By Katelyn Lusher
The Streetvibes archive is complex and layered with community history and emotion. However, because Streetvibes circulates slowly, that history and those emotions can only be felt if you are intimately familiar with the community that the paper serves or you are knowledgeable about Streetvibes’ journey, like I am. Streetvibes’ status as an “alternative” news source and its connection to a homeless advocacy nonprofit known for its radical politics are sometimes alienating to those unfamiliar with the long history of disenfranchisement in the Over-the-Rhine community. To those who are unaware, Streetvibes and the Homeless Coalition may seem “too far left” or “too demanding” in their calls for affordable housing action; however, the dire state of affordable housing in Cincinnati demands radical action that cannot be smoothed over with empty promises.
The Coalition was accused of asking too much during the fight for the Affordable Housing Trust Fund (Issue 4) during the May 2021 local election. Former mayor and Cincinnati City Councilmember David Mann, for example, claimed in a WCPO story earlier this year that the trust fund would take away funding for police and emergency services—although the language of the trust fund itself indicated no such thing. What most people are lacking is context. When content circulates slowly, context can get lost as it does not reach everyone quickly and information is delayed. The archive can provide years of context for those who want to know more about the history of the Over-the-Rhine People’s Movement and about Cincinnati activism in general. For this reason, it felt important to trace the evolution of Streetvibes’ content over time to help establish that context.
Through the Streetvibes archive, people interested in the fight for affordable housing can get educated about the fight for affordable housing over the decades and learn about how gentrification has rapidly spread in Over-the-Rhine. What many former and current City Council members fail to recognize is that the affordable housing situation has become worse because not enough people listened to warnings from community activists.
One such story that tried to warn people about the spread of gentrification in the August 2004 issue of Streetvibes, titled “3CDC—What Is It?” by Vera Zlatkin. Zlatkin’s story does more than just rail against what gentrification is doing to Over-the-Rhine (although those types of stories certainly have a place and an important function within Streetvibes). Rather, Zlatkin provides information for people who might not know what this new mysterious entity is and discusses potential problems with it, like the profusion of Fortune 500 CEOs on 3CDC’s board—which is still the case today and is, in fact, part of the problem with 3CDC since low income families are apparently of no concern to them. Zlatkin asks important questions: “How was this board selected and by whom?…How much power does 3CDC really have? Will the general public have any say in plans for the development of our Downtown areas? Will 3CDC continue as a corporation after the development is completed? If so, what will their purpose be?” Some of these questions have unpleasant answers 17 years later.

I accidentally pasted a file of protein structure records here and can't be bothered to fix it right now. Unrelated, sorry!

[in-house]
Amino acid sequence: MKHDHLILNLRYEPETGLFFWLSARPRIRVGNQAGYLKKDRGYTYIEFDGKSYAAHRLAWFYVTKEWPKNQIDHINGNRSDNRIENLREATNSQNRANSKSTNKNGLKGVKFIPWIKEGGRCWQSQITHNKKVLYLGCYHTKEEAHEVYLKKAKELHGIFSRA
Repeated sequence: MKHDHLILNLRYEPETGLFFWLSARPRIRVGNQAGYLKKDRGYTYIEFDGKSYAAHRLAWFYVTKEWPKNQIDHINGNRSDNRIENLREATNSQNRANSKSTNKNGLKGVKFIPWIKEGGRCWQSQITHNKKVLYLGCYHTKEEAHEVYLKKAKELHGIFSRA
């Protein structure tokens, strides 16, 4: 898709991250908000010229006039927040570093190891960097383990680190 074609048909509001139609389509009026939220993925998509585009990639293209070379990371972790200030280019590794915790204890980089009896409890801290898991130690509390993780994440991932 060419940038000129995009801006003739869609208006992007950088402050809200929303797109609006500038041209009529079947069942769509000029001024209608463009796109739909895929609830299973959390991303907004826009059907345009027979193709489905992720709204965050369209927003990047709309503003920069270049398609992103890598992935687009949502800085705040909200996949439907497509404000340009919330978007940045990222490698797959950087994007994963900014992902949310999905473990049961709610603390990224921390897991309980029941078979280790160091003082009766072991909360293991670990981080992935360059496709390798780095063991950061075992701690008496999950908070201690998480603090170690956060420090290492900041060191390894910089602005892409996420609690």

Development is still under way and shows no signs of stopping. The only people who seem to have any say in the development are wealthy investors; activists like Bonnie Neumeier have been soundly ignored when they express their concerns for the needs of lower income families in Over-the-Rhine, who have been forced to leave because of rising rent prices. Zlatkin’s closing comments were, in fact, indicative of what was to come: “In the meantime the displacement of disadvantaged people continues and privatization; that is corporate control of public properties and institutions is becoming the norm”—which is, more or less, exactly what has happened as 3CDC projects have taken over downtown and Over-the-Rhine. Although there is no data to prove this, it is likely that some people become aware of 3CDC and their potentially unethical practices by reading this article since it is the first mention of 3CDC in the Streetvibes archive. Since 2004, 3CDC has gained greater notoriety in activist circles as they develop projects that displace low income people and back policies that only further the divide in Over-the-Rhine and downtown demographics. However, public memory is short and past mistakes are too often forgotten at the polls. Will the new City Council members actually fight for affordable housing—or will it be more of the same?